Even as Silicon Valley speaks out against the U.S. government's surveillance methods, technology companies are turning a handsome profit by mining personal data. Tarnished by revelations that the National Security Agency trolls deep into the everyday lives of Web surfers, companies like Apple, Facebook, Google, and Microsoft are aggressively battling any perception that they voluntarily give the government access to users' information.

Collaboration yields new genetic variant data set for 1000 Genomes Project

December 5, 2013 9:33 am | News | Comments

DNAnexus has announced a collaboration with Stanford Univ. that has resulted in a new 1000 Genomes Project data set of genetic variation. Launched in January 2008, the 1000 Genomes Project was the first international effort to sequence a large number of individual genomes with the goal of developing a comprehensive and freely accessible resource on human genetic variation.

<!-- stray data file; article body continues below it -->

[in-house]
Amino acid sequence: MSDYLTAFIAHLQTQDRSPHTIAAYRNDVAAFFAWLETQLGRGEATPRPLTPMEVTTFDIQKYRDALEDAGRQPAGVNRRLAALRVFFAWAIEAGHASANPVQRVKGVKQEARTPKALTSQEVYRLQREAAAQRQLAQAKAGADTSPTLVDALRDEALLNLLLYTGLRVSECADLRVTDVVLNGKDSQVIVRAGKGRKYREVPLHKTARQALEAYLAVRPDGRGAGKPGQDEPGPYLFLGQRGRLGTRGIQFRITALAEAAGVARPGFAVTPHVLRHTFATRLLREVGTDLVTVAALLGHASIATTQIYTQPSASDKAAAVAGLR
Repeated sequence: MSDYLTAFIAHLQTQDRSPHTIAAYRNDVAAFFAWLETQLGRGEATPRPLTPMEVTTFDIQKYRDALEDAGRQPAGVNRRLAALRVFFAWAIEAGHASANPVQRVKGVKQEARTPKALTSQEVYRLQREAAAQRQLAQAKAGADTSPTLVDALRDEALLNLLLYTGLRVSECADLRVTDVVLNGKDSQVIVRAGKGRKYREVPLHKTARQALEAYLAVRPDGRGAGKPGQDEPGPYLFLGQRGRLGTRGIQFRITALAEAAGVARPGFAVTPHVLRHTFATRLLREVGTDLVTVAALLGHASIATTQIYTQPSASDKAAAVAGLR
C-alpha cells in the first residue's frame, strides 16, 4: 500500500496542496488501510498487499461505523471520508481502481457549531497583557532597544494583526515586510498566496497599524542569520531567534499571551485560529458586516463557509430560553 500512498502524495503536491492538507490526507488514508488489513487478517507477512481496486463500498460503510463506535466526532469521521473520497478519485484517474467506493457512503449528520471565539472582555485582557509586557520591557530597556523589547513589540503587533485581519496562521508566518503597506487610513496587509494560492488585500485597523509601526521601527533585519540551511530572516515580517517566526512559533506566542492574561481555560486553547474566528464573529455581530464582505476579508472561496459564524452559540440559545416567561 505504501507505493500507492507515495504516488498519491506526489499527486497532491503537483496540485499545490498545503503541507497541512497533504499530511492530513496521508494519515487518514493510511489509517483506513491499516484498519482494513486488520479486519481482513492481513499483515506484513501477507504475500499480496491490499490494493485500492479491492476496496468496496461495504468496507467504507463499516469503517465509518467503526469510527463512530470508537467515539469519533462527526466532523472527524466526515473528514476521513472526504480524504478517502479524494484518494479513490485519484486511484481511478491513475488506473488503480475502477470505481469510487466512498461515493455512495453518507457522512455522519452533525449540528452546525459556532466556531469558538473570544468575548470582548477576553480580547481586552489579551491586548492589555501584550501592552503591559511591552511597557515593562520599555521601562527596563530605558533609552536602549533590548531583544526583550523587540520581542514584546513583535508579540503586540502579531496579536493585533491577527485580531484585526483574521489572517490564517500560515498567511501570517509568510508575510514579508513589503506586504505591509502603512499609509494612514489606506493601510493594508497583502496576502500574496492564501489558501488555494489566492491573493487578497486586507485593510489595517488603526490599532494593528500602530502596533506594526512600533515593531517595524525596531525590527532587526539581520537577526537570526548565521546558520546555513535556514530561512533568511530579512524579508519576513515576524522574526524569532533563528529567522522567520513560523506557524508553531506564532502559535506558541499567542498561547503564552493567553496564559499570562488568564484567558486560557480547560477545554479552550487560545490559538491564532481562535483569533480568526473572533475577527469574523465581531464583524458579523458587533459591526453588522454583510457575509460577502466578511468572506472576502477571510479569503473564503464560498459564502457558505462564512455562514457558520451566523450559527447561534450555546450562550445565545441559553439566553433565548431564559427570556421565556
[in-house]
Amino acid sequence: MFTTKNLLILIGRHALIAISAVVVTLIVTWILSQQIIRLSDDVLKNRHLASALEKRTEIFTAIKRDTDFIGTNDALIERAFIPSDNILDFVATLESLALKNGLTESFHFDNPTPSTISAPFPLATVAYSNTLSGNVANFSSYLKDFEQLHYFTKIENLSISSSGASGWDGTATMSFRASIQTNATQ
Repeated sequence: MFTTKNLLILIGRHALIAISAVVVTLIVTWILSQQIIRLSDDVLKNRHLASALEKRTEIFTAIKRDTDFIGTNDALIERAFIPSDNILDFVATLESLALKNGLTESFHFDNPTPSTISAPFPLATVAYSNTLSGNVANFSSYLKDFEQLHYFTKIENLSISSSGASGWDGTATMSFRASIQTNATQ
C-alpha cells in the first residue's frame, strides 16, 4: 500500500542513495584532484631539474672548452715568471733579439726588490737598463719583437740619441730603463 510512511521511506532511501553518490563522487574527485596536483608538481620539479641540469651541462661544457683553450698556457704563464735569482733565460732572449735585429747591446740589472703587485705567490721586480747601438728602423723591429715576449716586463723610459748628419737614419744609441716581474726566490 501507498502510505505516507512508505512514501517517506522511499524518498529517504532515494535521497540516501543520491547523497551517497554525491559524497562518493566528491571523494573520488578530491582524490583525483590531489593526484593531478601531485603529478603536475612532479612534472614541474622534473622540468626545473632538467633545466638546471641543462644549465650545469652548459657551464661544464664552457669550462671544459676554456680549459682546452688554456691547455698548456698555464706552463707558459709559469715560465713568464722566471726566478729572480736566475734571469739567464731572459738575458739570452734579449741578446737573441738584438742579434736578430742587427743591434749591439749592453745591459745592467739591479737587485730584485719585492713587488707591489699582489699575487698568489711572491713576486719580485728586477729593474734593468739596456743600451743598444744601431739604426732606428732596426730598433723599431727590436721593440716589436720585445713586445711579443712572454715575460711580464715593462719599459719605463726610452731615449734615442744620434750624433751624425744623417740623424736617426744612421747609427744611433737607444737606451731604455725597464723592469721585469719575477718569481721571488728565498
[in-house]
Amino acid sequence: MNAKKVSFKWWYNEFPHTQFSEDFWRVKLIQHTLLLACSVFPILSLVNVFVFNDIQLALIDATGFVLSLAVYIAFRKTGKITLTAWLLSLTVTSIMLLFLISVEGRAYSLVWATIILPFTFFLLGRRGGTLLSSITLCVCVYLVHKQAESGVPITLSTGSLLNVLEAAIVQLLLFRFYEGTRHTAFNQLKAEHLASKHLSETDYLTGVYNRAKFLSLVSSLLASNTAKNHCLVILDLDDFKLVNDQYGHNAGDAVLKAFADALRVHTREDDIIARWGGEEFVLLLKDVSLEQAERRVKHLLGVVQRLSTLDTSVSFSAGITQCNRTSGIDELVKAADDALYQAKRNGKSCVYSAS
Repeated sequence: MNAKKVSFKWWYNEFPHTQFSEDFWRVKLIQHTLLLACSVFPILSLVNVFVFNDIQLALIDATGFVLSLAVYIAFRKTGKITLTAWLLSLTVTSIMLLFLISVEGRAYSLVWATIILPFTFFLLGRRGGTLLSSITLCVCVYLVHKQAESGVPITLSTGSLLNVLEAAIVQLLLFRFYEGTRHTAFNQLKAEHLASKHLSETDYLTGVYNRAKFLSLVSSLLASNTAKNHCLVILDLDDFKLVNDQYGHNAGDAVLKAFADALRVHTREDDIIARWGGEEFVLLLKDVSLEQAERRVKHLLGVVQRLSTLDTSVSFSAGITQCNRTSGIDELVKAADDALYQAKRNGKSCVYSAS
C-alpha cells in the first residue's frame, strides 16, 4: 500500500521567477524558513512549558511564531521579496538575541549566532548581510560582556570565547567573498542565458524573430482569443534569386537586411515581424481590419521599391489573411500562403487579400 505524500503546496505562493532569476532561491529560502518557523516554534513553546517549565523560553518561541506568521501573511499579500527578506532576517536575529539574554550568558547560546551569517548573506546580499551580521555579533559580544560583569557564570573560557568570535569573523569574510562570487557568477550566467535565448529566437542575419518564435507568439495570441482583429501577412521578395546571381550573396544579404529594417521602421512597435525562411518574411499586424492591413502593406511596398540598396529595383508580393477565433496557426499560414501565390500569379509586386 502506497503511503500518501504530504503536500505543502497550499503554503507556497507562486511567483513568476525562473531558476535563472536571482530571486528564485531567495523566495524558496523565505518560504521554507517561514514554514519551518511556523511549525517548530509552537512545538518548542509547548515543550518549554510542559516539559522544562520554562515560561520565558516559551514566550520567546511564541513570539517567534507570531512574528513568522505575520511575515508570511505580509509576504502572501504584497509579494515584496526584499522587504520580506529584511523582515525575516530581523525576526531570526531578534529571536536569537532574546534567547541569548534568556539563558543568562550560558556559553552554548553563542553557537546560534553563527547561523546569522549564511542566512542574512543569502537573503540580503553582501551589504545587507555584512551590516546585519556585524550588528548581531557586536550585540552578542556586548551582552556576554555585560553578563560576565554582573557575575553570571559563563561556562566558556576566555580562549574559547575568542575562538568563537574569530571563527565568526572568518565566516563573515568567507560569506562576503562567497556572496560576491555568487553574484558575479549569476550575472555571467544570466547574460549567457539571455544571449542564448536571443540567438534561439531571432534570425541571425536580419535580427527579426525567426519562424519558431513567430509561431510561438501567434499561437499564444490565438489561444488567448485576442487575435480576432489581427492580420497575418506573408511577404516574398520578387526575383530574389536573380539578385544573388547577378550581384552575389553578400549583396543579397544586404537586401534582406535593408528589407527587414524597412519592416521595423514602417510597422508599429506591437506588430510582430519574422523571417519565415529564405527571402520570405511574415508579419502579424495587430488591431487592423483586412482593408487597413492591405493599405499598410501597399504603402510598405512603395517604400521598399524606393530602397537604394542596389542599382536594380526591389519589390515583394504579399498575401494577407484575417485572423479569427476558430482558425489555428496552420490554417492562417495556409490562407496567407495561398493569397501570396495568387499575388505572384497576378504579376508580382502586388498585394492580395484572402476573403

Citizen scientists, PCs help discover gamma-ray pulsars

November 27, 2013 9:49 am | News | Comments

Einstein@Home creates a global supercomputer by connecting more than 350,000 participants that contribute to a variety of scientific projects, particularly astronomy, by conducting distributed analysis routines with their home computers. This resource has already found several pulsars hidden in radio telescope data. Now, “citizen scientists” have helped researchers discover four new gamma-ray pulsars.

Governments mining Google for more personal data

November 14, 2013 2:50 pm | News | Comments

Google has become less likely to comply with government demands for its users' online communications and other activities as authorities in the U.S. and other countries become more aggressive about mining the Internet for personal data. Legal requests from governments for people’s data have risen 21% from the last half of last year.